Mumps Outbreak in Northwest Arkansas

Currently, there are three (3) confirmed cases of mumps involving the University of Arkansas campus community, with more under investigation.  As the entire state of Arkansas is in the midst of a mumps outbreak (currently over 1,900 cases are being investigated), the Pat Walker Health Center urges the campus community to take appropriate measures to protect themselves and others. 

 

Read a letter from the Arkansas Department of Health with information about mumps and how to keep it from spreading. 

 

What is Mumps?

Mumps is a contagious disease caused by a virus, and is easily spread by coughing and sneezing. There is no treatment for mumps, and it can cause long-term health problems. 

 

What are the symptoms of mumps?

Because it can take 16-18 days for a person to get sick after being infected, make sure to be on the lookout for potential symptoms 

Mumps is best known for the puffy cheeks and swollen jaw it causes; however other symptoms include:

  • Fever

  • Headache

  • Muscle aches

  • Tiredness

  • Loss of appetite (not wanting to eat)

Someone with mumps is considered contagious three (3) days before the fever starts, and five (5) days after the swelling develops. 

While mumps can be serious, most people recover completely within a few weeks. Symptoms generally last for about 7 to 10 days.

 

If you believe you have been exposed to mumps, or experience symptoms, isolate yourself from others and call the health center at 479-575-4451. 

 

How does mumps spread?

Mumps spreads through saliva or mucus from the mouth, nose, or throat. An infected person can spread the virus by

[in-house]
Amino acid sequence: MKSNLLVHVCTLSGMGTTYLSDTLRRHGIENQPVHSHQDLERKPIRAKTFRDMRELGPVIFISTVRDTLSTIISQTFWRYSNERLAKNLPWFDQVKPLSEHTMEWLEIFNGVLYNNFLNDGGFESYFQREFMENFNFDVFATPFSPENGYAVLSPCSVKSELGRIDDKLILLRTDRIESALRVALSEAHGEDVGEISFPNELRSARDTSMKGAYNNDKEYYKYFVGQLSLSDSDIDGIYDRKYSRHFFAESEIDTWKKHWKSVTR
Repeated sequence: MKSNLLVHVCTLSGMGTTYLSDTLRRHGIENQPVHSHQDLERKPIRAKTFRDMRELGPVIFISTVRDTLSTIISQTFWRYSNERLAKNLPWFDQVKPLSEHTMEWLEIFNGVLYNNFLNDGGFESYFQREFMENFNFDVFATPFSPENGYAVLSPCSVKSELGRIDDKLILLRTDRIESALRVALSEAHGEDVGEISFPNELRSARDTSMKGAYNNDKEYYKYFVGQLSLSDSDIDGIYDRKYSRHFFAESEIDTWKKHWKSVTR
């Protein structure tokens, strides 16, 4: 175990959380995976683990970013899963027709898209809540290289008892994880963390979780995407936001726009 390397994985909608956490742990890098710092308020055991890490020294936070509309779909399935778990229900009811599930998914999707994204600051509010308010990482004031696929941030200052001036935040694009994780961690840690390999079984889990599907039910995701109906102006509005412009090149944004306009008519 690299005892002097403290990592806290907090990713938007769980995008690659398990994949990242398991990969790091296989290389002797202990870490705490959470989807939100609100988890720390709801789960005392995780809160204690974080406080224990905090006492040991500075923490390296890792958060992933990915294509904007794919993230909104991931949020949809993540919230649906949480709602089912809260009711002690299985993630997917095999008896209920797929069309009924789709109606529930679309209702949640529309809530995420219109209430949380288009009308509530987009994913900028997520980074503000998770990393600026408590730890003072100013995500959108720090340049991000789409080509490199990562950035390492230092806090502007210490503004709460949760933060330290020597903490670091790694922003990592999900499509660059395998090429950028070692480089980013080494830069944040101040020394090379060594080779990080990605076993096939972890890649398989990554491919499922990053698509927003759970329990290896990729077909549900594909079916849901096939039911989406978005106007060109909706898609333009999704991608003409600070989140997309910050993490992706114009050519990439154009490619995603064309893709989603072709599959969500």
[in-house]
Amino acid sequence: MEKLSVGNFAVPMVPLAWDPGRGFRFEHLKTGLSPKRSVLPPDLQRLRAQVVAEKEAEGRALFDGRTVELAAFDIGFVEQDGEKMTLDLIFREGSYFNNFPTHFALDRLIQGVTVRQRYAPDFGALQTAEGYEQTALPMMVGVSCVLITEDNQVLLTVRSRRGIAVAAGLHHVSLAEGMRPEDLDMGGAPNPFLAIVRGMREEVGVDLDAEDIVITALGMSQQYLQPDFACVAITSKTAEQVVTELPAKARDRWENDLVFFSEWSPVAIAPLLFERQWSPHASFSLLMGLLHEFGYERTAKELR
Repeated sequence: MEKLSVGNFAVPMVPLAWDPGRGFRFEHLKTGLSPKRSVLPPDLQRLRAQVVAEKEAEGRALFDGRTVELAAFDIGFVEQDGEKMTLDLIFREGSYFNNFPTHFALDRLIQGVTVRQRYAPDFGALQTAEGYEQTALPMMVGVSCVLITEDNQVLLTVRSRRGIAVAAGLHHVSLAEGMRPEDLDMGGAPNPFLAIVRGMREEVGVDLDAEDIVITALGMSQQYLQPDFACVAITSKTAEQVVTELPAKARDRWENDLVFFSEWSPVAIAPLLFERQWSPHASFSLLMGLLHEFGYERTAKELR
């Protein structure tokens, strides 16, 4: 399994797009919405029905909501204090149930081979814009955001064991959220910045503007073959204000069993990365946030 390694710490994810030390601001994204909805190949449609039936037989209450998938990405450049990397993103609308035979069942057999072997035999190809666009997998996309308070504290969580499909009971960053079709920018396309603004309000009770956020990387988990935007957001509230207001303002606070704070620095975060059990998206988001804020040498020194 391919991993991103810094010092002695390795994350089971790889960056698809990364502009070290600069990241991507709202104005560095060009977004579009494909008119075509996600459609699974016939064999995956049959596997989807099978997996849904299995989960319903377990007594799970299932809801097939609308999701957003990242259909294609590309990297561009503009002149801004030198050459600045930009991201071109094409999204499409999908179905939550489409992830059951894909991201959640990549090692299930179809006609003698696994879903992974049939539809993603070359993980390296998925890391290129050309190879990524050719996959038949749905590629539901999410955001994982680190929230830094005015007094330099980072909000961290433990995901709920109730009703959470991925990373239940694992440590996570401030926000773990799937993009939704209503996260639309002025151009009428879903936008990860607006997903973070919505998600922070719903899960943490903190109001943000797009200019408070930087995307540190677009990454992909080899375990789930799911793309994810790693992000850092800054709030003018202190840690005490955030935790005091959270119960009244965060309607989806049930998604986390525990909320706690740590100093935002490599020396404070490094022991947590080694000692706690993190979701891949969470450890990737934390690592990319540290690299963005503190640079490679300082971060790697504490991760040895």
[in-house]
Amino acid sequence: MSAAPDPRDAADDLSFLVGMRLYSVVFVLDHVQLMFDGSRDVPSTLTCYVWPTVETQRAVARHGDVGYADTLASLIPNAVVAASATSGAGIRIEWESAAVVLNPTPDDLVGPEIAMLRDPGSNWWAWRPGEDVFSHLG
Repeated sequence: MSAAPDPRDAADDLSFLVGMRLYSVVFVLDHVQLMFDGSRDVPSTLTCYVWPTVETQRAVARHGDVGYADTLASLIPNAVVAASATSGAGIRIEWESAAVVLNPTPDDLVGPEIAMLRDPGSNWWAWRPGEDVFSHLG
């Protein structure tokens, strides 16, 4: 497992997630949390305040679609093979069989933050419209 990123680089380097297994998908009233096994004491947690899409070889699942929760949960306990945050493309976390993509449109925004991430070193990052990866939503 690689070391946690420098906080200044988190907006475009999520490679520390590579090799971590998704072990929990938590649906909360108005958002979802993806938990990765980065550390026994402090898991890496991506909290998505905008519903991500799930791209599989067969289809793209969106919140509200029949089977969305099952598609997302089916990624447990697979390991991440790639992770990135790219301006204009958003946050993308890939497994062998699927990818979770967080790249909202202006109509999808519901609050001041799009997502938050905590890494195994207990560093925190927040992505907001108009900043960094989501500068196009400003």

• coughing, sneezing, or talking,

  • sharing items, such as cups or eating utensils, with others, and

  • touching objects or surfaces with unwashed hands that are then touched by others.

 

How can you protect yourself? 

The best way to protect against mumps is to get the Measles, Mumps and Rubella (MMR) vaccine.  Unvaccinated people are nine times more likely to get mumps than people with the CDC recommended two doses of MMR.

The Centers for Disease Control and Prevention (CDC) recommends two doses of the MMR vaccine for adults born in 1957 or later.  While the MMR vaccine prevents most cases, some people who receive two doses of MMR can still get mumps, especially if they have prolonged, close contact with someone who is infected. However, they will likely have less severe symptoms than an unvaccinated person.

Everyone is encouraged to make sure they have received the CDC-recommend two doses of the MMR vaccine. A MMR vaccine booster is also available for anyone who has already had the recommended two doses, and wants to take additional steps to protect themselves. 

If you need to receive the MMR vaccine or would like an additional booster vaccine, contact the Allergy, Immunization and Travel Clinic at 479-575-7723. The cost of the MMR vaccine is $100, and can be billed to insurance.

 

Other ways to help prevent the spread of the mumps virus is to:

  • Cover your mouth and nose when you cough or sneeze.

  • Wash your hands often with soap and water.

  • Avoid sharing drinks or eating utensils.

  • Disinfect frequently touched surfaces, such as phones, doorknobs, tables, counters, etc.

 

Resources:

Pat Walker Health Center

  • 525 N Garland Ave
  • University of Arkansas
  • Fayetteville, Arkansas 72701
  • P 479-575-4451
  • F 479-575-8793

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